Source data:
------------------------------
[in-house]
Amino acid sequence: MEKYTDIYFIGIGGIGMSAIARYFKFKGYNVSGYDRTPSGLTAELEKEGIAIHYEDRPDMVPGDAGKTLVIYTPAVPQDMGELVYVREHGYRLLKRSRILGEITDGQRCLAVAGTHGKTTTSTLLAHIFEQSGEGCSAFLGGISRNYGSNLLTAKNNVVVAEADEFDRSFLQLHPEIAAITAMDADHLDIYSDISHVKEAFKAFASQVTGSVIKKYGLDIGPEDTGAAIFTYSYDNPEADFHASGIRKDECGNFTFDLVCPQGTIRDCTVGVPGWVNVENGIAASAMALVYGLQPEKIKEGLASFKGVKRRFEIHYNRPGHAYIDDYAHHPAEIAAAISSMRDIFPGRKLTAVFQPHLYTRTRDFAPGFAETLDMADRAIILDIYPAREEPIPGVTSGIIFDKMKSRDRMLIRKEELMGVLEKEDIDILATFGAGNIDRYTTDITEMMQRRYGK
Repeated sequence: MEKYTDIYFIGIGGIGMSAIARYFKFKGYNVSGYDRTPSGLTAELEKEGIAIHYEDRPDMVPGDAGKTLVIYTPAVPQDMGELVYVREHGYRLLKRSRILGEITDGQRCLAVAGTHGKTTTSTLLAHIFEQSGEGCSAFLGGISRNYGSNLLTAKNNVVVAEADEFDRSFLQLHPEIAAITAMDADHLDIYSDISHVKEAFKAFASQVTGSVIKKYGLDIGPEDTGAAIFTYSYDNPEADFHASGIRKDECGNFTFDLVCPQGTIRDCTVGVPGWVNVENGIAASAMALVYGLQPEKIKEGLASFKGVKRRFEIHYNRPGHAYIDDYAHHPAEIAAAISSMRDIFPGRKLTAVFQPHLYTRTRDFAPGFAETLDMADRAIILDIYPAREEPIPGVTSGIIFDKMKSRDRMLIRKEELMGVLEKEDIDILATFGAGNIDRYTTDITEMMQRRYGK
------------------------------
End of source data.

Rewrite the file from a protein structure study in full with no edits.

[in-house]
Amino acid sequence: MEKYTDIYFIGIGGIGMSAIARYFKFKGYNVSGYDRTPSGLTAELEKEGIAIHYEDRPDMVPGDAGKTLVIYTPAVPQDMGELVYVREHGYRLLKRSRILGEITDGQRCLAVAGTHGKTTTSTLLAHIFEQSGEGCSAFLGGISRNYGSNLLTAKNNVVVAEADEFDRSFLQLHPEIAAITAMDADHLDIYSDISHVKEAFKAFASQVTGSVIKKYGLDIGPEDTGAAIFTYSYDNPEADFHASGIRKDECGNFTFDLVCPQGTIRDCTVGVPGWVNVENGIAASAMALVYGLQPEKIKEGLASFKGVKRRFEIHYNRPGHAYIDDYAHHPAEIAAAISSMRDIFPGRKLTAVFQPHLYTRTRDFAPGFAETLDMADRAIILDIYPAREEPIPGVTSGIIFDKMKSRDRMLIRKEELMGVLEKEDIDILATFGAGNIDRYTTDITEMMQRRYGK
Repeated sequence: MEKYTDIYFIGIGGIGMSAIARYFKFKGYNVSGYDRTPSGLTAELEKEGIAIHYEDRPDMVPGDAGKTLVIYTPAVPQDMGELVYVREHGYRLLKRSRILGEITDGQRCLAVAGTHGKTTTSTLLAHIFEQSGEGCSAFLGGISRNYGSNLLTAKNNVVVAEADEFDRSFLQLHPEIAAITAMDADHLDIYSDISHVKEAFKAFASQVTGSVIKKYGLDIGPEDTGAAIFTYSYDNPEADFHASGIRKDECGNFTFDLVCPQGTIRDCTVGVPGWVNVENGIAASAMALVYGLQPEKIKEGLASFKGVKRRFEIHYNRPGHAYIDDYAHHPAEIAAAISSMRDIFPGRKLTAVFQPHLYTRTRDFAPGFAETLDMADRAIILDIYPAREEPIPGVTSGIIFDKMKSRDRMLIRKEELMGVLEKEDIDILATFGAGNIDRYTTDITEMMQRRYGK